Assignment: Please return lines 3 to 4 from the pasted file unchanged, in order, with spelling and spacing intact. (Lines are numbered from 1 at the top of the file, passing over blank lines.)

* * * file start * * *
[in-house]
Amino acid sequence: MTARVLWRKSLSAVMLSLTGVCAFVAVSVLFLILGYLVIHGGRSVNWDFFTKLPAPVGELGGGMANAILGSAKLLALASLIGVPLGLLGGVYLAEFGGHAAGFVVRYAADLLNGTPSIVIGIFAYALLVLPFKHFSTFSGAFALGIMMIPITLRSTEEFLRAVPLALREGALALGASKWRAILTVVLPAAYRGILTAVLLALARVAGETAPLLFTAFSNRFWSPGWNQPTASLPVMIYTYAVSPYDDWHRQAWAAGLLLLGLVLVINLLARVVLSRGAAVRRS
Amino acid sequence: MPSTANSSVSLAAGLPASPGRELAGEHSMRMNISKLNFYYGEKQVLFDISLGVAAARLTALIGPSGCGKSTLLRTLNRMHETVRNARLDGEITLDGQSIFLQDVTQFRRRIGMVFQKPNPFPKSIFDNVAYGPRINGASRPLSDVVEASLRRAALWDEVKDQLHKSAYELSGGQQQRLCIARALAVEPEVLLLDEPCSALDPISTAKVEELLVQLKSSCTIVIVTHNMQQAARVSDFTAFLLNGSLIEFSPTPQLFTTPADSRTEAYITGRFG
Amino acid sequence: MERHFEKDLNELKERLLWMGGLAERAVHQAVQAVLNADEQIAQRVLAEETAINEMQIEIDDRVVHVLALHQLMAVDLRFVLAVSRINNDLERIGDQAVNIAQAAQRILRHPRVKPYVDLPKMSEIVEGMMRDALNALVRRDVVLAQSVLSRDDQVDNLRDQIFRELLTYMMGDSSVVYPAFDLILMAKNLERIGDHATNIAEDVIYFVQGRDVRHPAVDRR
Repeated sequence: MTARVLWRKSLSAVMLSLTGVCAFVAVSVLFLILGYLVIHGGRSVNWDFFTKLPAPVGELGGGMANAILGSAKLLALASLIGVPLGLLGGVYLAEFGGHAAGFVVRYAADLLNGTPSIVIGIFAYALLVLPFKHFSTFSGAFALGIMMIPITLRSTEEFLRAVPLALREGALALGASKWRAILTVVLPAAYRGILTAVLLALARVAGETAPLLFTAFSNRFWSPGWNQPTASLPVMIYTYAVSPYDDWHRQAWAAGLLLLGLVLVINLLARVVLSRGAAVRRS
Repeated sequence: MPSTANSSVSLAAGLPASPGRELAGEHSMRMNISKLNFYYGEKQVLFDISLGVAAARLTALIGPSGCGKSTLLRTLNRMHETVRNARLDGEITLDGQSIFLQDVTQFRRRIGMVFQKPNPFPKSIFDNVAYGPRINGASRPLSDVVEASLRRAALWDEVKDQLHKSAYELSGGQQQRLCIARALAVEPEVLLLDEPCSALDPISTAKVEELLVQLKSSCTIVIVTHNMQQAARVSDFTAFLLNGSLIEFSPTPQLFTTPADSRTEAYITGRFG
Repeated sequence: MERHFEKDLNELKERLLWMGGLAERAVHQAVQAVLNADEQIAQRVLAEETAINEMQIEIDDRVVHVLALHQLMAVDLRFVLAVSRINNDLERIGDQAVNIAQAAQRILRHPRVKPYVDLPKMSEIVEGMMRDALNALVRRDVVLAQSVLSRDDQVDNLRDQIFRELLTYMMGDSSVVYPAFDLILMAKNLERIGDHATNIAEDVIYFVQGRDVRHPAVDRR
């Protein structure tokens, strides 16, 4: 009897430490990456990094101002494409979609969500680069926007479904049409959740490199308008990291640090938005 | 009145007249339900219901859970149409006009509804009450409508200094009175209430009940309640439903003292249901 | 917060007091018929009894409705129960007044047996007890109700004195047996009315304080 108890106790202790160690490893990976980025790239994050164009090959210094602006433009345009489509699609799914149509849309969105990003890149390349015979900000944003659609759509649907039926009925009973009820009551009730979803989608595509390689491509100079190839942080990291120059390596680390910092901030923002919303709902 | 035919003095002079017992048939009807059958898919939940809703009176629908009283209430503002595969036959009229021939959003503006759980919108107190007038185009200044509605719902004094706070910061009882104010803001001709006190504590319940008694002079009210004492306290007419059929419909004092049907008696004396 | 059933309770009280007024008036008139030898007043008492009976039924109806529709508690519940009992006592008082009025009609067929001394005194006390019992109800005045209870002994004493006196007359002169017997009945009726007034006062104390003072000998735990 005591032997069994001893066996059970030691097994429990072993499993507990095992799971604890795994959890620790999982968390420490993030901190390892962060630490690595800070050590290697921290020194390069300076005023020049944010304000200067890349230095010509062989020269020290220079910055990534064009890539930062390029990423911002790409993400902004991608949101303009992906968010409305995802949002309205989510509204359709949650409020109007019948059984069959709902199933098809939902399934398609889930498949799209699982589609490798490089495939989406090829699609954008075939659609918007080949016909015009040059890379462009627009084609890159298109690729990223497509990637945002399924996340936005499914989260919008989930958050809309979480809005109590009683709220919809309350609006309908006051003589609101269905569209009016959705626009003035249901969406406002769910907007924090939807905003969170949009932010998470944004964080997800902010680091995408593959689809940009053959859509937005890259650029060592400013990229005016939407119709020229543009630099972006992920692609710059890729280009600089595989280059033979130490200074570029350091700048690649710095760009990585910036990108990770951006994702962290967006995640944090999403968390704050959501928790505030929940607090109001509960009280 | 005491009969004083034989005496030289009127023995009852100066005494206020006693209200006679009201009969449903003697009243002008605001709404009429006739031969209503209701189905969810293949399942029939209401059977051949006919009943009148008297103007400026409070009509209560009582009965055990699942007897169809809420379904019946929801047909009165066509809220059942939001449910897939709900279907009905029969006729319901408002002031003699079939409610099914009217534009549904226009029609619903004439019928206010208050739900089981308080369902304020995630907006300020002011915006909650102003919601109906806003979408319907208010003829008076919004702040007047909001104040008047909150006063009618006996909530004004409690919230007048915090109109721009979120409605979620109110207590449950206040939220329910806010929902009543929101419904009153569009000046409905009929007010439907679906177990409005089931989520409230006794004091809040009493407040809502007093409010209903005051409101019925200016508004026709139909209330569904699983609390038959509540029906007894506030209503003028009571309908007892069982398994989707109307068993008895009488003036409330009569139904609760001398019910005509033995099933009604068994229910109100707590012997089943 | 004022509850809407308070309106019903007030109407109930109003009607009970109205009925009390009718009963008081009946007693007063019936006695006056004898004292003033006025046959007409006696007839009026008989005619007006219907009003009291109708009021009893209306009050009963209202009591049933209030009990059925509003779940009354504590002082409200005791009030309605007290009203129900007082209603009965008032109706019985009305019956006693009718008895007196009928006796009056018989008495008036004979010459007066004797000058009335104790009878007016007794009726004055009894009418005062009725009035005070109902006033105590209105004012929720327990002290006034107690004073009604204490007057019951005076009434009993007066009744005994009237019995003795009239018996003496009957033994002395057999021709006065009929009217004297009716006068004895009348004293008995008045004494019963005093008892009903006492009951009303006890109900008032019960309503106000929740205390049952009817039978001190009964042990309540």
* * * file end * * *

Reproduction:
Amino acid sequence: MPSTANSSVSLAAGLPASPGRELAGEHSMRMNISKLNFYYGEKQVLFDISLGVAAARLTALIGPSGCGKSTLLRTLNRMHETVRNARLDGEITLDGQSIFLQDVTQFRRRIGMVFQKPNPFPKSIFDNVAYGPRINGASRPLSDVVEASLRRAALWDEVKDQLHKSAYELSGGQQQRLCIARALAVEPEVLLLDEPCSALDPISTAKVEELLVQLKSSCTIVIVTHNMQQAARVSDFTAFLLNGSLIEFSPTPQLFTTPADSRTEAYITGRFG
Amino acid sequence: MERHFEKDLNELKERLLWMGGLAERAVHQAVQAVLNADEQIAQRVLAEETAINEMQIEIDDRVVHVLALHQLMAVDLRFVLAVSRINNDLERIGDQAVNIAQAAQRILRHPRVKPYVDLPKMSEIVEGMMRDALNALVRRDVVLAQSVLSRDDQVDNLRDQIFRELLTYMMGDSSVVYPAFDLILMAKNLERIGDHATNIAEDVIYFVQGRDVRHPAVDRR